Limerick City and County Council says the Covid-19 lockdown has seen a major reduction in income from parking fines
LIMERICK City and County Council earned more than €810,000 from parking fines in the last 18 months, new figures have revealed.
But during the first six months of the year, income from penalising those parking illegally collapsed with the local authority receiving just €170,000 as the Covid-19 lockdown saw people remain at home in their droves.
By comparison, the local authority took €640,305 last year.
The figures have led one councillor to warm that cuts may need to be made to services in the upcoming local authority budget.
“There will be an element of having to cut our cloth according to our measure,” said Labour’s Conor Sheehan.
While motorists parking on streets in the city pay as little as €1 per hour, fines for not buying a ticket, displaying an incorrect tax disc or using a bay designated for disabled people can result in fines ranging between €40 and €225.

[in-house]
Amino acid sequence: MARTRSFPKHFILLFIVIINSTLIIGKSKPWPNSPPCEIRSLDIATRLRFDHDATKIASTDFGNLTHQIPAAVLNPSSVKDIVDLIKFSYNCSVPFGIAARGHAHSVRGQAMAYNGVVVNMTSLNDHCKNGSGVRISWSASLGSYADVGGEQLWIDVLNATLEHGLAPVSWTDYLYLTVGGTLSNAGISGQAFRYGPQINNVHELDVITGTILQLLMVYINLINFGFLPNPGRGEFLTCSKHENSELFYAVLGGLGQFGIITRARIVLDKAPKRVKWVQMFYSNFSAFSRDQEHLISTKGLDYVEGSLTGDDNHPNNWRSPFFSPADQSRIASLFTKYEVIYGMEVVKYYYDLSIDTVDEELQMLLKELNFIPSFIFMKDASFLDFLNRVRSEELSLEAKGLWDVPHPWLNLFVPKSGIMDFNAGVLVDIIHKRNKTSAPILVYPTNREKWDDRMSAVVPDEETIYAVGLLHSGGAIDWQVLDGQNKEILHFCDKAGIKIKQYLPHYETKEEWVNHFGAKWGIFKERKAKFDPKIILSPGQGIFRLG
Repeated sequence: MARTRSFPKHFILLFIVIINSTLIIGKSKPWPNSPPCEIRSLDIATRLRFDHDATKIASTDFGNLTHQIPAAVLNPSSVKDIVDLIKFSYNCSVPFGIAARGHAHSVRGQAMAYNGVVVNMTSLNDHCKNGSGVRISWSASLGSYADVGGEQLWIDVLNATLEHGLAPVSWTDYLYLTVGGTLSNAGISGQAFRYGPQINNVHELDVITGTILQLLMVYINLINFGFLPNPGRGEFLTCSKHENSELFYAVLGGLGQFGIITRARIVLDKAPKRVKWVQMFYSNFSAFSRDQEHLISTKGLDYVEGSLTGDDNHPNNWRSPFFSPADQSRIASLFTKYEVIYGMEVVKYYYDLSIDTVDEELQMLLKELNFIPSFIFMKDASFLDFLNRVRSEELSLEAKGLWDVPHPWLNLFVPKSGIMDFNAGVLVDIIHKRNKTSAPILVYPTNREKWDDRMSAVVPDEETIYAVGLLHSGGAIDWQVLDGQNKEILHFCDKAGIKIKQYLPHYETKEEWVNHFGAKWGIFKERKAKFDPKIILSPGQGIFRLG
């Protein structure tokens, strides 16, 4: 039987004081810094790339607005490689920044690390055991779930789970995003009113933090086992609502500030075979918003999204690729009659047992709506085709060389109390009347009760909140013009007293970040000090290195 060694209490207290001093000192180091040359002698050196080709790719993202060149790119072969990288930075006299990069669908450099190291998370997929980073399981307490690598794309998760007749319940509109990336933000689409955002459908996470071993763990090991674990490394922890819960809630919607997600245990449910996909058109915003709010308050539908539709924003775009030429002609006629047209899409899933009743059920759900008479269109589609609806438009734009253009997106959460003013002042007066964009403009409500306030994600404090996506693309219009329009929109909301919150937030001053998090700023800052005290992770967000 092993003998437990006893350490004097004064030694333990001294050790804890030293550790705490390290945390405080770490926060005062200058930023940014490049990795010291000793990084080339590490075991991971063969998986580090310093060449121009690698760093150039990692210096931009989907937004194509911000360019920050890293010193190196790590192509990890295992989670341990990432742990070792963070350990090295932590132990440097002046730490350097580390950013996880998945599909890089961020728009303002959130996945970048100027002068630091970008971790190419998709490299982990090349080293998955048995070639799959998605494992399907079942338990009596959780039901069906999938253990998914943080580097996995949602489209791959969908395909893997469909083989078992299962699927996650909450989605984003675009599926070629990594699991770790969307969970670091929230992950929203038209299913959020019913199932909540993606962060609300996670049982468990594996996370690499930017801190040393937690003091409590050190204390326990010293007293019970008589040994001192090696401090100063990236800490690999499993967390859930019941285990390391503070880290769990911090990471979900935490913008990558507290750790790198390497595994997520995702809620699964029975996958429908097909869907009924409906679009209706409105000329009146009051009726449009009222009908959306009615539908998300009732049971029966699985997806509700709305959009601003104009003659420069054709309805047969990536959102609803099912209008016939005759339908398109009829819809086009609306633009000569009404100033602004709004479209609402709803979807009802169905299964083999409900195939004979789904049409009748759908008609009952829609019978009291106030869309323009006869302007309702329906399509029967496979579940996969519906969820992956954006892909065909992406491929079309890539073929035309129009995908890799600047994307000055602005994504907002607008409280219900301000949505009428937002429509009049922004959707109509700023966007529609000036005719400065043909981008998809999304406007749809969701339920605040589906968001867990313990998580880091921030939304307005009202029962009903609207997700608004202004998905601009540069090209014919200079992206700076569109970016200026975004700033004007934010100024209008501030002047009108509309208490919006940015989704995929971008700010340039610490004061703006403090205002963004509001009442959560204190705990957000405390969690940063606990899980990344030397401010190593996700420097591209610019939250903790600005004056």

From these charges, council earned €810,460 across the last 18 months.
The figures were presented to Cllr Sheehan after the northside member put in a question at this month’s metropolitan district meeting.
“The council can generally on average rely on about €500,000 for parking fines. It's been the case for the last six or seven years. But obviously with a global pandemic, like everything, the parking fine industry has taken a massive hit. People weren't being charged for parking,” he said.
The Covid-19 lockdown has seen some high-profile shop closures, most notably, Debenhams at the Sarsfield Street-O’Connell Street junction.
A number of 'click and collect' zones have replaced some on-street parking spaces across the city as part of the council's response to Covid-19.
Cllr Sheehan has moved to address the issues around empty shop units across the city.
”If our city centre continues to decline, we've had a number of commercial vacancies, I think they will be waiting a while to get that level of income from parking fines again,” he said.
“We are facing into a difficult budget. We have a massive hole in our finances. I was keen to get a handle on what the figure was [for this year]. I think it speaks for itself,” he concluded.